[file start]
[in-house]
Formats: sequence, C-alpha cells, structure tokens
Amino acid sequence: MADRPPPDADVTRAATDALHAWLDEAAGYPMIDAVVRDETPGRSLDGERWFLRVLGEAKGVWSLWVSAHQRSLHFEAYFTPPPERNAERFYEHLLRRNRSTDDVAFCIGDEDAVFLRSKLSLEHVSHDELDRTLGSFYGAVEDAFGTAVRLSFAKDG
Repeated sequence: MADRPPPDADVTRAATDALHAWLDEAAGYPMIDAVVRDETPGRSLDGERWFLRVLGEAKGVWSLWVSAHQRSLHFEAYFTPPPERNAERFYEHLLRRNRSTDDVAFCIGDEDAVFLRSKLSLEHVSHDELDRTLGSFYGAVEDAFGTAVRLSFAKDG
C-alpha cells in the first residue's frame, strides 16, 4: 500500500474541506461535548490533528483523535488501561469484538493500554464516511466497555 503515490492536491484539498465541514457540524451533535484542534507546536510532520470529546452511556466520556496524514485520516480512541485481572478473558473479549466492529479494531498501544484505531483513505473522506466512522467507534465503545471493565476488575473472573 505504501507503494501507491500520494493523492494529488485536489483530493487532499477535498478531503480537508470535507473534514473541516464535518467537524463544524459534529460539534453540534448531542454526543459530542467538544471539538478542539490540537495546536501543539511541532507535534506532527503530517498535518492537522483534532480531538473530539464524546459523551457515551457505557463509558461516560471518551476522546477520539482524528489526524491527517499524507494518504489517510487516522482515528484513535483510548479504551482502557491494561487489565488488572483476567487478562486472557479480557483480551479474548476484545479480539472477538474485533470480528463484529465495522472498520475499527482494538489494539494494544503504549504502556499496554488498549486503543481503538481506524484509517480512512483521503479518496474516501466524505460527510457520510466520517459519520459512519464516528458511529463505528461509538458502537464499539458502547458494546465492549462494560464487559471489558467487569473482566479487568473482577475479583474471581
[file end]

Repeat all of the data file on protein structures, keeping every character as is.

[in-house]
Formats: sequence, C-alpha cells, structure tokens
Amino acid sequence: MADRPPPDADVTRAATDALHAWLDEAAGYPMIDAVVRDETPGRSLDGERWFLRVLGEAKGVWSLWVSAHQRSLHFEAYFTPPPERNAERFYEHLLRRNRSTDDVAFCIGDEDAVFLRSKLSLEHVSHDELDRTLGSFYGAVEDAFGTAVRLSFAKDG
Repeated sequence: MADRPPPDADVTRAATDALHAWLDEAAGYPMIDAVVRDETPGRSLDGERWFLRVLGEAKGVWSLWVSAHQRSLHFEAYFTPPPERNAERFYEHLLRRNRSTDDVAFCIGDEDAVFLRSKLSLEHVSHDELDRTLGSFYGAVEDAFGTAVRLSFAKDG
C-alpha cells in the first residue's frame, strides 16, 4: 500500500474541506461535548490533528483523535488501561469484538493500554464516511466497555 503515490492536491484539498465541514457540524451533535484542534507546536510532520470529546452511556466520556496524514485520516480512541485481572478473558473479549466492529479494531498501544484505531483513505473522506466512522467507534465503545471493565476488575473472573 505504501507503494501507491500520494493523492494529488485536489483530493487532499477535498478531503480537508470535507473534514473541516464535518467537524463544524459534529460539534453540534448531542454526543459530542467538544471539538478542539490540537495546536501543539511541532507535534506532527503530517498535518492537522483534532480531538473530539464524546459523551457515551457505557463509558461516560471518551476522546477520539482524528489526524491527517499524507494518504489517510487516522482515528484513535483510548479504551482502557491494561487489565488488572483476567487478562486472557479480557483480551479474548476484545479480539472477538474485533470480528463484529465495522472498520475499527482494538489494539494494544503504549504502556499496554488498549486503543481503538481506524484509517480512512483521503479518496474516501466524505460527510457520510466520517459519520459512519464516528458511529463505528461509538458502537464499539458502547458494546465492549462494560464487559471489558467487569473482566479487568473482577475479583474471581